Laboratories on campus house menagerie of animals for research

Mark Hammontree

By Mark Hammontree and Ellen Coogan

An alligator, an entire colony of pythons and worms that have been genetically modified so that they glow, packed in labs smaller than some dorm rooms— it’s not science fiction, it’s day-to-day life  on the University of Alabama campus. And according to one lab supervisor, it’s inevitable that the creepy crawlers will get out of their cages from time to time.

“You know, there are just two guarantees when you’re working with snakes,” Stephen Secor, an associate professor of biology, said. “One is that you’ll eventually get bit, and two, they’re going to get out at some point. Neither is a big deal though, at all.”

Room 419 of the Biology Building, right next door to Secor’s office, is home to several different species of animals including several types of snakes, lizards, spiders and other reptiles. These animals are part of Secor’s lab and are used in various research projects by the biologist and his students.

“We work mostly with reptiles, but we’ve also got amphibians, and we’ve done some work with fishes,” Secor said. “We have four rooms in this building where we can house animals, and one room at the Animal Care Facility in Nott Hall, which is typically where we’ve kept the pythons, the python colony. I have one alligator, dozens of lizards, snapping turtles, toads, frogs, just a menagerie of creatures.”

While many students might be surprised to learn there is even a single python living in Nott Hall, Secor said there are currently around 12 or 15 of the large snakes being housed on campus, which is actually an all-time low.

The different animals are used for several student-conducted research projects, an opportunity that is not available at many other institutions, Secor said.

“These students get an opportunity to work with the animals [they] would never get to work with anywhere else,” Secor said. “They see things that they’d never get to see. They get to learn behavior of these animals, they get to develop their own projects, and nobody else is doing this kind of work. The students are getting to do their own work, themselves.”

A concern when working with snakes, spiders, bearded lizards, etc., is the possibility of a bite or other serious injury could occur, but Secor said there have never been any major injuries. The animals, none of which are venomous, are actually harmless if you handle them appropriately.

“Sure, students will get nipped by a water snake every once in a while, but it’s not a big deal,” Secor said.

Snakes and reptiles are not the only animals that can be found on campus, however. In the Caldwell Lab, also known as “the Worm Shack,” Caenorhabditis elegans (C.elegans), transparent, microscopic nematode roundworms, are used for neurological research.

These worms have been genetically modified to glow.

“We use GFP as a sort of molecular lightbulb that enables us to illuminate neurons of the course of worm aging and examine genetic and environmental factors that cause them to die, as would be the case in diseases like Parkinson’s and Alzheimer’s,” Guy Caldwell, biology professor, said.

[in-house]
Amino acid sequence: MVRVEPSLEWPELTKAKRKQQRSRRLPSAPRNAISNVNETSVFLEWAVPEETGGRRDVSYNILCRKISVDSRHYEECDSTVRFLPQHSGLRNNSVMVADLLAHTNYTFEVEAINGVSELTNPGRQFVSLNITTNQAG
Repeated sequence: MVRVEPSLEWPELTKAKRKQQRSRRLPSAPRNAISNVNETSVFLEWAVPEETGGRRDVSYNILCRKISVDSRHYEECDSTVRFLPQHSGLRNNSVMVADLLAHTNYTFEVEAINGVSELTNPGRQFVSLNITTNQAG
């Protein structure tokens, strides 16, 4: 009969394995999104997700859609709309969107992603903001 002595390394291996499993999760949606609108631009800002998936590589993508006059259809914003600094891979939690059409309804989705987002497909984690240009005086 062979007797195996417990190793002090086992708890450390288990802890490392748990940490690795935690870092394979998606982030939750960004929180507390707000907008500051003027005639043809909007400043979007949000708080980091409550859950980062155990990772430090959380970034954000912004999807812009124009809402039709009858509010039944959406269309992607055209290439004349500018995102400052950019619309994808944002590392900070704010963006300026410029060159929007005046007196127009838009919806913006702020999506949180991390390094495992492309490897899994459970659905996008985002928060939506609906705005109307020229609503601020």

Even glowworms aren’t all – there is even a collection of dead bees on campus, in the lab of Jeffrey Lozier, assistant biology professor, who collects bees in the field to extract DNA for genetic analysis to assess population sizes and migration rates.

“Well, all of my bees are dead, and are kept on pins in boxes or in the freezer for DNA preservation. I collect bees from out in the field, which I use to better understand their ecology and evolution using molecular tools in the lab. In general this entails fun things like hiking in mountain meadows with a net,” Lozier said.

Despite their reputation, working with bees is not very dangerous.

“When we do work in the field, we are far more concerned with snakes than we are with bees. In general we wear no protective gear for bumble bee work, as they really could care less about you. When we collect them in nets and put them in vials there are tricks to avoid getting stung,” Lozier said.

Like the occasional nip in Secor’s lab, accidents do happen. The rare sting is inevitable, but that it is seldom cause for major concern, he said.

“Every once in a while you get tagged, but I’ve personally handled many thousands of live bumble bees, and only been stung twice. You can also sting yourself on a dead bee if you’re not careful, so you also have to watch out even when working in the lab. For that reason, no one can work in the lab who has any record of insect allergies, and I encourage students who aren’t sure about their allergy status to visit the doctor to get checked,” Lozier said.

The array of animals on the University campus provide an opportunity for hands-on projects that few other institutions are able to offer.

“I just like having the animals around,” Secor said. “And the students like having these opportunities. They have to put in time to care for the animals, but they get to do their own research, which is an awesome experience.”